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September 25, 2012


Jasper Visser

Great post, thanks for sharing this! Just one question: you mention 'original objects', yet it seems like you're talking about 'objects' in the general sense. I'm curious if you find people actually specifically prefer 'original objects' instead of facsimiles or reproductions. Thanks in advance!

Paul Orselli

SUPER post!

One of the essential things that museums have over other media is the opportunity to engage with real (not digital, not virtual) objects in a communal space.

Belinda Crowson

Great Post!
I find the various dichotomies interesting. As museums we know that the authentic experience, especially with objects, is the one thing we can do better than others and yet we use less and less objects. Your post highlights (and I believe it's absolutely true) that the deep connection people have is with objects; however, people also seem to be overpowered by too many objects. Or perhaps it's simply that it's about the correct arrangement of the objects.
Can't wait to find out what else your research shows.

Mary Knapp

The Merchant's House Museum in New York City, an 1832 rowhouse, is furnished almost entirely with furniture of the family who lived there for almost 100 years, and there are personal objects as well. It is precisely this authenticity that seems to enchant visitors. One seven-year old boy, when learning that the furniture was original, exclaimed, "You mean that's the REALLLY REAL table?" We highlight certain pieces by passing around photos of the object open (the secretary, the coal-burning stove, the pie safe, the armoire) because of course we can't keep opening and shutting them. We even have a looped recording of the pianoforte being played, which is concealed in the parlor. And the music being played comes from a music book owned by the family. Really real soundwaves!

Andrea Childress

No doubt objects can be fascinating and apparently memorable. I wonder, though, if what is remembered will be different in 20 years. Are children's interests changing? You're culling memories from today's adults, but should we use this as a guide for today's children?

Susie Wilkening, Reach Advisors

Thanks for all of the great comments.

Jasper - you asked about "original" objects vs. reproduction. Yes, the original artwork, or historical artifact, is much more meaningful than a reproduction. But reproductions are acceptable as long as people know they are reproductions (and why). Another category would be newer things that are made for museums, but become original artifacts, such as the heart at the Franklin Institute. Certainly made as an exhibition piece, but has morphed into an original object.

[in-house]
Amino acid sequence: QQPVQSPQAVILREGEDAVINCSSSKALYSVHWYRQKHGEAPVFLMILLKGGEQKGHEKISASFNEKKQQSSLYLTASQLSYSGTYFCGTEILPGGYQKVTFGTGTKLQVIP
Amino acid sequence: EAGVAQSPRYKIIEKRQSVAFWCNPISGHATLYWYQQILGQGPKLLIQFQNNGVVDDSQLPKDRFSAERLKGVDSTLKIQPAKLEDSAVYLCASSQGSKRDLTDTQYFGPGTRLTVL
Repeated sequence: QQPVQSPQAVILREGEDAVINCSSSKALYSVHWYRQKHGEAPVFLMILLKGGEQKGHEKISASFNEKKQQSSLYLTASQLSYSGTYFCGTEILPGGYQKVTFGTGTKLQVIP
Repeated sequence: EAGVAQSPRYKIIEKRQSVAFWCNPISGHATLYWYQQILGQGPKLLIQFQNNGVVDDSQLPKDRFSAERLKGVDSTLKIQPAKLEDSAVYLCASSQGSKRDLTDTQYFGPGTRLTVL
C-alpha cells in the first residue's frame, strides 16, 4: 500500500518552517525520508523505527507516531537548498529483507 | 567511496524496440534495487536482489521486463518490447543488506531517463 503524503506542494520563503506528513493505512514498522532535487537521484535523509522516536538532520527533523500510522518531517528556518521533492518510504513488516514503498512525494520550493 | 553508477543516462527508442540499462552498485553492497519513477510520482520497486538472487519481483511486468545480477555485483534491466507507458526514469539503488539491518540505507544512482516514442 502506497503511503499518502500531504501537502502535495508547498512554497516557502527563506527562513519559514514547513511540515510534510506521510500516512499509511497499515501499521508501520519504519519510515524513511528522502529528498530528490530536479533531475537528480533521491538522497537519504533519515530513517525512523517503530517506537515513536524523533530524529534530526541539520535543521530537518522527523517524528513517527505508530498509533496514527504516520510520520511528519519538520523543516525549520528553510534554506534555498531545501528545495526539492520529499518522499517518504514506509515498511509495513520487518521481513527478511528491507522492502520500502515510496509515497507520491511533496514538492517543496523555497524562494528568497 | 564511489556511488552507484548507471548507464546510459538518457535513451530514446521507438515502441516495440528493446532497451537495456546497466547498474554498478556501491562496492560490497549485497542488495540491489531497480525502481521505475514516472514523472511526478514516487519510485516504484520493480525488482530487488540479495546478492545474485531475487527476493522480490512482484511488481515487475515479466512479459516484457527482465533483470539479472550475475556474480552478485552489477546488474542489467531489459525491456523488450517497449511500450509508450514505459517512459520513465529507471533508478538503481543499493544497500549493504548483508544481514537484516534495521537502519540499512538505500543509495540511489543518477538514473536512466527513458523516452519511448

Belinda - totally agree. Moderation in all things! And it isn't as simple as simply throwing out a bunch of objects and letting visitors take it from there. The objects have to convey a strong narrative story, and/or lend themselves to an immersive environment. We'll talk more about this in a future post.

Finally, Andrea, you make a good point about children. We will be sharing some research on sticky experiences for children later this fall. Additionally, in our memory work, we did find adults in their 20s were different than older adults in terms of remembering objects in their childhood museum experiences . . . they were more likely to remember them! (I mention this because adults in their 20s did grow up in very different museum environments than older adults.)


I have built four Storyboard Dioramas for the Canada Aviation and Space Museum in Ottawa.Three are now on permanent display with a fourth coming soon.
Viewing airplanes has changed a lot over the last few years.Gone are the days of a roped off airplane with a sign on a stand.

Jennifer Hammond

Based on my personal experiences, and watching visitors for quite a few years now, these findings about "stickiness" don't surprise me on one level although I am interested to see them with hard numbers attached. My personal theory on the power of objects is that they represent where our imaginations and the real world intersect. A lot of what museums discuss (history, dinosaurs, the surface of the moon, Rembrandt paintings) are experienced mostly or entirely in our heads, with the help of various intermediaries from books to reconstructed environments. So when we witness incontrovertible proof that they exist/existed in the real world, wow--that is some powerful emotional stuff. No wonder it's sticky!

Steven Lubar

I can't find, in the series of blog posts, what prompt the respondents were replying to. Did you ask them for meaningful experiences, for what they remembered, or some other question? Fascinating results!


This is a great series. I'm very glad that you were able to write about the results from this survey.

I am currently developing a project to create meaningful museum experiences for very young children (ages 3-5) by connecting museums with daycare programs in my town. I feel that the majority of your findings definitely correlate to other demographics and developmental stages because they reveal our own fundamental needs for successful learning and memory making.

Objects are what we first use to understand the world before we have the language to do so, so it certainly makes sense that objects are the most prominent feature in meaningful memories - and not just drawers or rows of artifacts but carefully selected and placed ones.

I believe it will be easier to make meaningful memories in this very young group than in older patrons because their brains are biologically more maleable and adept at learning, making connections, and also using their own imagination as an enhancement tool to the experience.

Great work here, thank you for this series!

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